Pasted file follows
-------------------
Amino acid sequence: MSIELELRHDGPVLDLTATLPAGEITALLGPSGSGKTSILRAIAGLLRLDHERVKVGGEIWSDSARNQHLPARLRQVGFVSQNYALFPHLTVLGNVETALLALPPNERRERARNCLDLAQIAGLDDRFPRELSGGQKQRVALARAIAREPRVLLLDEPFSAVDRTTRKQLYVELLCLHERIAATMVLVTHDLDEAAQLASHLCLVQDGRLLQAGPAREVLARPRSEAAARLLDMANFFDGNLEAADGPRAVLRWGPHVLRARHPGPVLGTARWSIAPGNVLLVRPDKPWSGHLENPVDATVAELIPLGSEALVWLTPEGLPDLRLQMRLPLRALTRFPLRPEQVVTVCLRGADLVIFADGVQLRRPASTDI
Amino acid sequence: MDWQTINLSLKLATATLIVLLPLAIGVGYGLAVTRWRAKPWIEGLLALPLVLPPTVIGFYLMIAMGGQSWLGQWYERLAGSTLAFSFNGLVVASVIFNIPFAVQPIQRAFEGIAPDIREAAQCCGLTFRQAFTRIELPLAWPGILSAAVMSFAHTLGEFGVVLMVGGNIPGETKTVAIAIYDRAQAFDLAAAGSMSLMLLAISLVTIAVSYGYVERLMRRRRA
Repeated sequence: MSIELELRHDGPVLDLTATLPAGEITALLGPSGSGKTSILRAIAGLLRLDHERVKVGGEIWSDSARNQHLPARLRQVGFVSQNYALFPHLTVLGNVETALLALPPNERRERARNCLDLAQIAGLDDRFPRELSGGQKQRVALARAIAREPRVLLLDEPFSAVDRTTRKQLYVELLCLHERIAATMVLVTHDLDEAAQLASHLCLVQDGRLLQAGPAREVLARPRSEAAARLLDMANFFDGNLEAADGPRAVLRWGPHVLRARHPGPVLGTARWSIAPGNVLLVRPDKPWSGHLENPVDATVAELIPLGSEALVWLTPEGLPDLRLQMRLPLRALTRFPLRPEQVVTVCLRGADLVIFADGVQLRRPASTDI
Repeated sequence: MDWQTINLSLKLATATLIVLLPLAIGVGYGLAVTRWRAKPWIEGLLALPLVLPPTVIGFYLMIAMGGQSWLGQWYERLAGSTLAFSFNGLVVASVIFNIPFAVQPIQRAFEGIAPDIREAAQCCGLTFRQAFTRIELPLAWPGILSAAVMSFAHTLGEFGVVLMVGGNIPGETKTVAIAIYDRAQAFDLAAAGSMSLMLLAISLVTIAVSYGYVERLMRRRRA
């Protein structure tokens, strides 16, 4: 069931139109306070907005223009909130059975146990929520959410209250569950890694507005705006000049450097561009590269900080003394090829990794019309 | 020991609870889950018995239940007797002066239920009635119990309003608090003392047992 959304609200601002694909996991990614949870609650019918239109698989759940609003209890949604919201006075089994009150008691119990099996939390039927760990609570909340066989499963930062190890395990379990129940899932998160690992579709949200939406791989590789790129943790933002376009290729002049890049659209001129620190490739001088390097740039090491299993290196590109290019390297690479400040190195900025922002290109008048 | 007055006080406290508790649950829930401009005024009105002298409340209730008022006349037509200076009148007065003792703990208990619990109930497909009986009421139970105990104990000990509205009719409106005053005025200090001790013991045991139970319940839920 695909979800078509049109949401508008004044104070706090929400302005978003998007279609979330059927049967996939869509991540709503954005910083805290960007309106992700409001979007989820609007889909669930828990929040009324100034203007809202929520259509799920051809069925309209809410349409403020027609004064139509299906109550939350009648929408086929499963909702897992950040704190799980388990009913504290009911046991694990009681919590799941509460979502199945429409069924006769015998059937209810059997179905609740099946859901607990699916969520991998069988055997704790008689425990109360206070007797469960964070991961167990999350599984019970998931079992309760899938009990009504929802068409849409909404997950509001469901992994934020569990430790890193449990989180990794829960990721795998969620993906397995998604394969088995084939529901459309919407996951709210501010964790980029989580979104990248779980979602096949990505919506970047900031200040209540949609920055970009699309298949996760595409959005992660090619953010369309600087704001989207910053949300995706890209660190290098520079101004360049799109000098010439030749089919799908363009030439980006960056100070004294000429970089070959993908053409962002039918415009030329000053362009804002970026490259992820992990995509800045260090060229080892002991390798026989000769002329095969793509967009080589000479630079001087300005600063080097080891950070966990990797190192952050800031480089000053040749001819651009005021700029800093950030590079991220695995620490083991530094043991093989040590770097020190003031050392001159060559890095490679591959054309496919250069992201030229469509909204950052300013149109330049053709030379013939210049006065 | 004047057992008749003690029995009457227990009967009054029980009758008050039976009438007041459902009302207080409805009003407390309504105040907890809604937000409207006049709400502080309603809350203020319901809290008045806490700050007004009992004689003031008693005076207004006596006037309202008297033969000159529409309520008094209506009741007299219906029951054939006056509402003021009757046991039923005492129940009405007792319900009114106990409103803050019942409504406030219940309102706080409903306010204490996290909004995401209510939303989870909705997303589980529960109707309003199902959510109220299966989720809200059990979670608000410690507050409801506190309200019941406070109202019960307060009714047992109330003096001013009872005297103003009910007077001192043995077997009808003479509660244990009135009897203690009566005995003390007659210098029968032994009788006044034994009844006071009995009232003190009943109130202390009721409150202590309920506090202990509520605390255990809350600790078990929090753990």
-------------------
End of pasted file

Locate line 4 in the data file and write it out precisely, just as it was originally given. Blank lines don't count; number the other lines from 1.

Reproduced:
Repeated sequence: MDWQTINLSLKLATATLIVLLPLAIGVGYGLAVTRWRAKPWIEGLLALPLVLPPTVIGFYLMIAMGGQSWLGQWYERLAGSTLAFSFNGLVVASVIFNIPFAVQPIQRAFEGIAPDIREAAQCCGLTFRQAFTRIELPLAWPGILSAAVMSFAHTLGEFGVVLMVGGNIPGETKTVAIAIYDRAQAFDLAAAGSMSLMLLAISLVTIAVSYGYVERLMRRRRA